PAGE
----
“Black people are looking for safe spaces,” he said. “And as Facebook has come out less than credible in a lot of different ways, we think that there’s probably an opportunity for something like BlackPlanet to be relevant again.”
(Asked whether Solange’s older sister, Beyoncé, will join the site as well, Samuels said Solange would have to be the one to make it happen, but “if that happens, game over.”)
Solange declined to comment for this story.
BlackPlanet was founded in September 1999 by tech entrepreneurs Omar Wasow and Benjamin Sun. The two created the site in part to combat the so-called “digital divide,” which was the disparity in access to the World Wide Web between white and black Americans. Wasow, now an assistant professor at Princeton University, told Black Enterprise magazine in 2000 that he wanted to create a “watering hole” for black communities to meet and interact online and to teach users HTML coding to personalize their custom profile pages, a skill lost in the age of predesigned pages and scrolling news feeds.
“We encouraged people to get their hands dirty playing with the technology,” Wasow said.
The site had 200,000 registered users in its first month and averaged 3.5 million daily page views after less than a year. With nearly 100 million monthly page visits in 2000, BlackPlanet was one of the top websites in the country based on individual time spent on the site. With an assist from Kanye West’s 2004 song “Get Em High” — You know how girls on BlackPlanet be when they get bubbly — the website had become a part of the black zeitgeist.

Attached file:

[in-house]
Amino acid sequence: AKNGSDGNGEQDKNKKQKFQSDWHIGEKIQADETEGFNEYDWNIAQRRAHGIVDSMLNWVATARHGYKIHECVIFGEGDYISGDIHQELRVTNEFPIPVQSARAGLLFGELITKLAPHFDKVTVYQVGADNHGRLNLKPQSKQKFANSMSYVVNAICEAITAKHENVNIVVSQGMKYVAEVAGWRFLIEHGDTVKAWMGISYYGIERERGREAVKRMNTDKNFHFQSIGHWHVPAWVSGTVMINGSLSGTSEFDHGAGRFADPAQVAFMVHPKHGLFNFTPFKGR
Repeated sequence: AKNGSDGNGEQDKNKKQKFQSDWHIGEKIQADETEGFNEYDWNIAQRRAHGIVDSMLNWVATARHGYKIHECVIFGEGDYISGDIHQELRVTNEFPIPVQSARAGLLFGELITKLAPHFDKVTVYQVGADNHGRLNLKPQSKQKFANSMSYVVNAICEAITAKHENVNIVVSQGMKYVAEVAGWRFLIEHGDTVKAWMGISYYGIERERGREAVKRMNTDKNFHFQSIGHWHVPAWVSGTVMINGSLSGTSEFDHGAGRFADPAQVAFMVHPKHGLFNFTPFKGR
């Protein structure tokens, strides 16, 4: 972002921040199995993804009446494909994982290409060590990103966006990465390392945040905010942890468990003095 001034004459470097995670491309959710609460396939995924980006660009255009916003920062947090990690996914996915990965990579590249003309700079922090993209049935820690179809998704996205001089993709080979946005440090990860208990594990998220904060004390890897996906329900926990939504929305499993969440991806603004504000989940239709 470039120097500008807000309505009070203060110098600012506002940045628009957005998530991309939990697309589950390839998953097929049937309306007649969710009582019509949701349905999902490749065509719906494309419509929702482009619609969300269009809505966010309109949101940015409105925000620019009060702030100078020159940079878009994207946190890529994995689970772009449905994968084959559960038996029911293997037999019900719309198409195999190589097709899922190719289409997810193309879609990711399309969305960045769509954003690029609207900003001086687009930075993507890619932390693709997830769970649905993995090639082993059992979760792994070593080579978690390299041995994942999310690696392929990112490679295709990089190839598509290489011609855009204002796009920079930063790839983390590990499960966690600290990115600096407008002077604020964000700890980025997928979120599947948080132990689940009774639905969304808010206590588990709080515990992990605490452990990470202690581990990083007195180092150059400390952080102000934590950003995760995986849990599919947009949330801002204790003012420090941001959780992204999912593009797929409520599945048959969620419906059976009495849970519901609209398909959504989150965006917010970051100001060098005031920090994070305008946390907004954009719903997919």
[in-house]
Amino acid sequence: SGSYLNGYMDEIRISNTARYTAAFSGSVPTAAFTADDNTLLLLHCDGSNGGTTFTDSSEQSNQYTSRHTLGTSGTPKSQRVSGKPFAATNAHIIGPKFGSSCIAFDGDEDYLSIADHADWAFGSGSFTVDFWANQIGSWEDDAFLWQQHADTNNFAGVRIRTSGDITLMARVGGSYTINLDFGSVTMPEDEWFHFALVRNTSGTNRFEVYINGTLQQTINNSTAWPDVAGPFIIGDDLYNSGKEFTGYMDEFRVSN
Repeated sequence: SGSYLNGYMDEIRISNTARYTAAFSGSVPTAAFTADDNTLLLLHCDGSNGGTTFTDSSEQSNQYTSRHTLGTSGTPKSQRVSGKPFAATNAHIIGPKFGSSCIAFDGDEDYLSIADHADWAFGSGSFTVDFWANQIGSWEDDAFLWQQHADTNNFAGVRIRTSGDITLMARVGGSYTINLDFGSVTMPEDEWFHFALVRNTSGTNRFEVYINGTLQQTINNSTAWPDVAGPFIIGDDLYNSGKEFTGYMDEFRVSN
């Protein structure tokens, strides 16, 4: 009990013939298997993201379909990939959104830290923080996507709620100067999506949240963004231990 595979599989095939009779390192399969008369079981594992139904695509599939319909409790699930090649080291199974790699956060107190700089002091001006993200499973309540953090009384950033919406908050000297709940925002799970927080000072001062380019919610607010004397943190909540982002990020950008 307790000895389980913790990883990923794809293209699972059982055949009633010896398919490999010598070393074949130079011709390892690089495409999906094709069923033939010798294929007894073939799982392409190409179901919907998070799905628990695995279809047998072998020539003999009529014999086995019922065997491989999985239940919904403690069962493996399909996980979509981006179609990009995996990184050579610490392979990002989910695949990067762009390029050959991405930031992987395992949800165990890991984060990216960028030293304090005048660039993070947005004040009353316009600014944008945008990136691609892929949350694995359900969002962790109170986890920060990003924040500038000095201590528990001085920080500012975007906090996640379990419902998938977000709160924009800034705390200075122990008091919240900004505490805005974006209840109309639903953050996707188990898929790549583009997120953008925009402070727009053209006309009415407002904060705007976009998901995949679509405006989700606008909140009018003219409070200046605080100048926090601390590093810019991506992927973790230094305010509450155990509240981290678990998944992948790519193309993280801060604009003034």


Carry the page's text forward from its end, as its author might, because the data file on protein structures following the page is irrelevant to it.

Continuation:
“If you were at an HBCU [historically black college or university] between 2003 and 2004, everyone was on it,” Wasow said.
But where BlackPlanet may struggle in today’s age is persuading users to sign up for another platform or download another application on their smartphones. The social media environment is already cluttered with Facebook, Twitter (and its ecosystem, Black Twitter), Snapchat and Instagram. Not to mention platforms already dedicated to music (SoundCloud) and dating (BlackPeopleMeet.com). This “new” BlackPlanet — the site had a redesign this past summer — will have to find a way to distinguish itself while also poaching elements of the more popular apps, said Bärí A. Williams, a vice president at artificial intelligence startup All Turtles and former executive at StubHub and Facebook.
“The co-sign [from Solange] is great,” Williams said. “But what’s really different? What will make you log in?”
Samuels listed three priorities of BlackPlanet over the coming months to build on this new momentum: incorporate more music and influencers, facilitate the site’s renowned dating component and be the central hub for “all things black.”
The last point could open up BlackPlanet to accusations of “reverse racism” by those who can’t help but ask: What about “WhitePlanet”?
The site’s leaders shoot back that most mainstream media outlets are for white audiences by default, which makes sites such as BlackPlanet, Bossip (the answer to TMZ) and other black-centric sites necessary. “WhitePlanet is everywhere already,” Frazier said.
That being said, Samuels added, “BlackPlanet is for everyone.”
Solange’s use of the site to promote When I Get Home, Wasow said, could not only lead to more people being exposed to the platform but also help bring back the cultural force it was nearly two decades ago.
“Solange’s takeover could lead to the rebirth of BlackPlanet,” he said.